Employment agencies and consulting companies like Volt,
Sakson & Taylor Onsite, and Computer
Personnel Inc. can be useful when you're trying to find job leads.
every one of them focuses on different types of customers and on different
types of positions; you need to understand their business almost as well
as any other potential employer.
Some agencies focus exclusively on people with several years of
job-related experience, especially ones whose primary business is
Some agencies primarily do short-term or open-end contingent staffing
(such as Volt), and others focus on permanent placement (Computer
Personnel, for example).
Each agency might specialize in different kinds of job descriptions
(software testing, technical writing, web designers, interactive media,
Sending your resume to these people, and even talking to a recruiter,
is not guaranteed to find you leads. After you submit your resume and
other requested information to them, you should continue looking at their
web sites for new job descriptions and call them occasionally to ask them
about the positions you find.
In my case, one of the more valuable recruiting agencies was Computer
Personnel Inc. They weren't the ones who found me my job, but they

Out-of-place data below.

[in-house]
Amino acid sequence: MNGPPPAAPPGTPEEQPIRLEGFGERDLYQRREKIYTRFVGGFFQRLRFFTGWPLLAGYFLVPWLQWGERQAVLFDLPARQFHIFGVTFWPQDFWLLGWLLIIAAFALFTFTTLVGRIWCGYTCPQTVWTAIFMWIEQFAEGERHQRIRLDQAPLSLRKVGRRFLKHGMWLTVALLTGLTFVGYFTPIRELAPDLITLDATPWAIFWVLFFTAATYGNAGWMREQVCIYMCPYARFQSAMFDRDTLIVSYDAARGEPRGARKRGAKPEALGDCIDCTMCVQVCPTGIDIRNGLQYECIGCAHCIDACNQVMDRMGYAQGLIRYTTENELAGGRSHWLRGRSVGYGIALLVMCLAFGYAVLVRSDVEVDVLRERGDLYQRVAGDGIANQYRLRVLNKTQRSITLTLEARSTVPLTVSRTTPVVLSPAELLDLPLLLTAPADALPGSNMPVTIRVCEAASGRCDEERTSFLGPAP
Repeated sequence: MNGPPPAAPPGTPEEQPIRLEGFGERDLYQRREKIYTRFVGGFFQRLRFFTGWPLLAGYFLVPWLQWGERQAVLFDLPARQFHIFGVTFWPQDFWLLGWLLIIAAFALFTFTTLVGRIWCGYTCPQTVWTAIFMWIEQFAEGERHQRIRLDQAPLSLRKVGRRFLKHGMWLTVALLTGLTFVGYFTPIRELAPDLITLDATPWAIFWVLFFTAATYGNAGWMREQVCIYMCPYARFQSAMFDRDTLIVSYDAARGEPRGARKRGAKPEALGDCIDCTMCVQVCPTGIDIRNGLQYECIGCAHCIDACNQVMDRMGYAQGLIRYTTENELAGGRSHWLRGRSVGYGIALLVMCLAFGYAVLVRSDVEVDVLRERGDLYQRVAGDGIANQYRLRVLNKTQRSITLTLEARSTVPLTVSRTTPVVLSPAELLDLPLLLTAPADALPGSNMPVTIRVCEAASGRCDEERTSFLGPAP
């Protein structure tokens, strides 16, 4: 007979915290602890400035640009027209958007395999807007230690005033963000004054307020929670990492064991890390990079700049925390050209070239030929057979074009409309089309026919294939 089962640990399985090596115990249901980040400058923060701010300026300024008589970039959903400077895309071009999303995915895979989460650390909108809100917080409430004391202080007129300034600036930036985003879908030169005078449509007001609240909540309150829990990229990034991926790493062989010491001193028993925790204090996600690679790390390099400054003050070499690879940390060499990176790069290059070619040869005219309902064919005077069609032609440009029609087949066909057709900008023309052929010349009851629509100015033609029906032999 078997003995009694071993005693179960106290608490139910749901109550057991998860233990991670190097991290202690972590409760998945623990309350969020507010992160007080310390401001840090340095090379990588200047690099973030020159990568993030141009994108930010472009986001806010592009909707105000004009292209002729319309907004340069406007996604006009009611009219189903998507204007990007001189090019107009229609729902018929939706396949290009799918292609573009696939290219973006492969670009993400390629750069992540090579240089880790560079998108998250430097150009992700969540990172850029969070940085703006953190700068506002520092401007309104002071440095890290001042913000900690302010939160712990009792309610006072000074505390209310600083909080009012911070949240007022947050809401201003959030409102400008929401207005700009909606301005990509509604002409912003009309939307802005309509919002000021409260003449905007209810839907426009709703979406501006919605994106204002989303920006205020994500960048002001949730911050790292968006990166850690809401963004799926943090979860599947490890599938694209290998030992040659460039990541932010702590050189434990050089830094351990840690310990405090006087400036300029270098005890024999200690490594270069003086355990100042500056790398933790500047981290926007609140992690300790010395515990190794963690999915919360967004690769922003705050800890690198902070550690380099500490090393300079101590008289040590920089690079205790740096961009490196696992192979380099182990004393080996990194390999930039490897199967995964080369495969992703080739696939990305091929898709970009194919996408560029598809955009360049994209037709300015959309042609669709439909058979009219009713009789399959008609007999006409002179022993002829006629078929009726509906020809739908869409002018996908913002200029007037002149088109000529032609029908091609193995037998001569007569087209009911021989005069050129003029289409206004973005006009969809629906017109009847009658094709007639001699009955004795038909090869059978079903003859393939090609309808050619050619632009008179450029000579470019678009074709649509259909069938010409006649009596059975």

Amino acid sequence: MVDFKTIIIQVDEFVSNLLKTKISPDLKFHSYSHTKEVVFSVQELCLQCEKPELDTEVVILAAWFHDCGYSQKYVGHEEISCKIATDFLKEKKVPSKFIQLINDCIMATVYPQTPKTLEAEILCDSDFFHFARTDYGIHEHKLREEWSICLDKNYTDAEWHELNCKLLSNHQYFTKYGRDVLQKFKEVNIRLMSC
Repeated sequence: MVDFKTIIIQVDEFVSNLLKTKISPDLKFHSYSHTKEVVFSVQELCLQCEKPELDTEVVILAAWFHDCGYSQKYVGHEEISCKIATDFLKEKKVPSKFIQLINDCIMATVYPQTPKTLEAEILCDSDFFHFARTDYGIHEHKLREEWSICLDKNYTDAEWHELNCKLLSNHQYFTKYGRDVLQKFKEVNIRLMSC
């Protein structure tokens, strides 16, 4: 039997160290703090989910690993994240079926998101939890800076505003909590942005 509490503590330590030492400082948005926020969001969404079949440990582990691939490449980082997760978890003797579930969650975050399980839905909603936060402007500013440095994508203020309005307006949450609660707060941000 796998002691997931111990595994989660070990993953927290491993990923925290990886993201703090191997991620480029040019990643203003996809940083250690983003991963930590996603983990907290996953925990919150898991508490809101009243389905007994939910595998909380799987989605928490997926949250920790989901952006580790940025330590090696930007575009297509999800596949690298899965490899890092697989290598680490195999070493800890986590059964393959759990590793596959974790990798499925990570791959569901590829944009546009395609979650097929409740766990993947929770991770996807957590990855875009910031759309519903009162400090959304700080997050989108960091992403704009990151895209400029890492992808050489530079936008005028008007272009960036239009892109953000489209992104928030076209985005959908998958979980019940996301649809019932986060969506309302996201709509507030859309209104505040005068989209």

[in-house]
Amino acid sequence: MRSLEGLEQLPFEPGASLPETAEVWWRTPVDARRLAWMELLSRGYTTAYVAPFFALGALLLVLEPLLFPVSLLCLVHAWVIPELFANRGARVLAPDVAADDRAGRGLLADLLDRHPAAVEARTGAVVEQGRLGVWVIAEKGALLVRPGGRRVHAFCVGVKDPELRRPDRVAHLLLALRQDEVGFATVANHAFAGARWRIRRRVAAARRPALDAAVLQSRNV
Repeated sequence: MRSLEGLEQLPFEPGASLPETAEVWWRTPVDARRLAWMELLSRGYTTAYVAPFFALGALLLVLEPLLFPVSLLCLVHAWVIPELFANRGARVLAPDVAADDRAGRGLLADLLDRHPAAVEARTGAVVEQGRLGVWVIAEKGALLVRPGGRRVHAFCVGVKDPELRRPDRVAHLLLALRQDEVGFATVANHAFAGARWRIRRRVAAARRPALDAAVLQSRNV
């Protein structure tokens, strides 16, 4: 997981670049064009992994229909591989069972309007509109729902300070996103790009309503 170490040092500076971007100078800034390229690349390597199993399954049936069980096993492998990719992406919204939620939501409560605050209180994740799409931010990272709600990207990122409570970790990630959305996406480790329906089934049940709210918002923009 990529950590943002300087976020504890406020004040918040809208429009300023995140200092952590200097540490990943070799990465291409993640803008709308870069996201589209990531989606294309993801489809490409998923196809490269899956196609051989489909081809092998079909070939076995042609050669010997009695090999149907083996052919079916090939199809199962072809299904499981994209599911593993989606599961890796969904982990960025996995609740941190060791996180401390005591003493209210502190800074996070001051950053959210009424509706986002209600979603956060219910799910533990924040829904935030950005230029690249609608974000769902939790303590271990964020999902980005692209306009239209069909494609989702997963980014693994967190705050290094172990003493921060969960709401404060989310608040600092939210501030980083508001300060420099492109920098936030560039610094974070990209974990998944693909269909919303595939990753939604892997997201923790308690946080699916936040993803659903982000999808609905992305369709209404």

provided useful job-seeking advice, told me how the various agencies
around my area worked, and were up-front about what they could and
couldn't do for me. Occasionally you will find an agency or recruiter that
can provide you some kind of mentoring and guidance, which can be more
valuable than simple job leads. Be sure to take advantage of this.
the other hand, many
agencies with lots of jobs to fill will call you frequently. They don't
always realize whether you're a good fit for a position or not; they don't
necessarily care. Since recruiters typically earn commissions and have
what amounts to sales quotas, they may try to get you an interview slot
for a totally inappropriate position. You need to do your part to make sure you're
not going to be wasting an interviewer's time. Ask questions about the
level of experience required; ask if you can talk to the employer over the
phone to get a feel for whether the position is right for you.
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